More than a year after Fukushima, the debate about the future of the global nuclear industry is still ongoing. With a number of key decisions expected in the next several months, 2012 could be an inflection year for global nuclear equities. This will also be a year in which public policy (rather than private side supply and demand fundamentals) will deliver key catalysts affecting the medium and long-term industry outlook. Investors should pay particularly close attention to policymakers in China, France and Japan. The outcome of the public policy debate in these countries will be critical in determining whether the industry remains in a bear territory or returns to a bull market.
In Japan, the clash between opponents and proponents of nuclear energy is in full force, with no clear outcome in sight. Prior to Fukushima, Japan was home to 54 nuclear reactors, accounting for 10% of the global nuclear generation capacity, and close to 12% of the annual global uranium demand. For the fist time since 1960s the country is without nuclear power, after its last operating reactor was shut down for maintenance and stress tests on May 6th.
The restart of the Japanese nuclear fleet is a highly debated issue. Recent Nikkei survey found that 54 percent of respondents opposed the nuclear restarts while 30 percent supported it. And although the government's recent recommendation to restart 2 reactors in western Japan contributed to improved near term industry sentiment, such recommendation is far from being a credible catalyst by itself.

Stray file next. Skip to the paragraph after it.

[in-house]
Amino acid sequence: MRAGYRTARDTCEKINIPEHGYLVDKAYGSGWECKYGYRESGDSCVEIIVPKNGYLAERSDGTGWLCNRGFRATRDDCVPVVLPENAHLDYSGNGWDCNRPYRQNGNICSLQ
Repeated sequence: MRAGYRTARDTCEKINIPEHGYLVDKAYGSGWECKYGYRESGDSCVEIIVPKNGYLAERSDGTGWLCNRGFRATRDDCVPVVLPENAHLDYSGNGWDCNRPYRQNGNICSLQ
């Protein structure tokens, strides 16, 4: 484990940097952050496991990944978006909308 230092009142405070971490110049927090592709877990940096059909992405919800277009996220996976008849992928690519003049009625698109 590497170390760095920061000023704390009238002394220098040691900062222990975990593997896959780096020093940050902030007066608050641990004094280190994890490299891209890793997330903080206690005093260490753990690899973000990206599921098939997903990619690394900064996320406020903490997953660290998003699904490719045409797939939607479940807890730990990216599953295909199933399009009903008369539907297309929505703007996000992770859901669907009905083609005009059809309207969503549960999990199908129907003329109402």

It is worth remembering that Prime Minister Noda's administration has not made much progress in developing the national energy policy and has not defined long-term nuclear energy targets. Lack of long-term commitment from the central government makes larger scale restart of nuclear power plants significantly more challenging. We should look for more clarity on Japan's long-term energy policy and improvement in public sentiment as a more definitive catalyst for global nuclear equities.
In France the national debate on the future of the nuclear power is yet to begin. The fate of the 2nd largest commercial nuclear fleet in the world has become a key theme of the presidential campaign with President-elect, Francois Hollande, targeting to reduce the nuclear share of France's power consumption to 50% by 2025 from 75% now. We should not expect any immediate decision on the nuclear power plant closures just yet. Such decision is likely to require a broad and lengthy national debate. Participation of the Green party in the newly formed government and decision on closing France's oldest nuclear plant - two-unit Fessenheim facility - should serve investors as early signs of what France's energy policy under the new President likely to be.
The first positive catalyst is likely to be delivered by policymakers in China. Unlike Japan and France, China seems to be fully committed to the long-term commercial nuclear development program. The market currently expects 75-80Gw nuclear build-out target in China by 2020. However, the official announcement confirming this target is yet to come. With China accounting for over half of incremental demand in the next 10 years, the official announcement should go a long way in improving the industry sentiment and investment outlook for the sector.
Until we have more clarity on the catalysts above, we should not expect a sustainable rally in nuclear equities, such as the Market Vectors Uranium and Nuclear Energy ETF (NLR), Global X Uranium ETF (URA), Cameco (CCJ), or Uranium Energy (UEC), while ongoing uncertainty likely to contribute to higher volatility and increased risk premium on global nuclear equities valuations.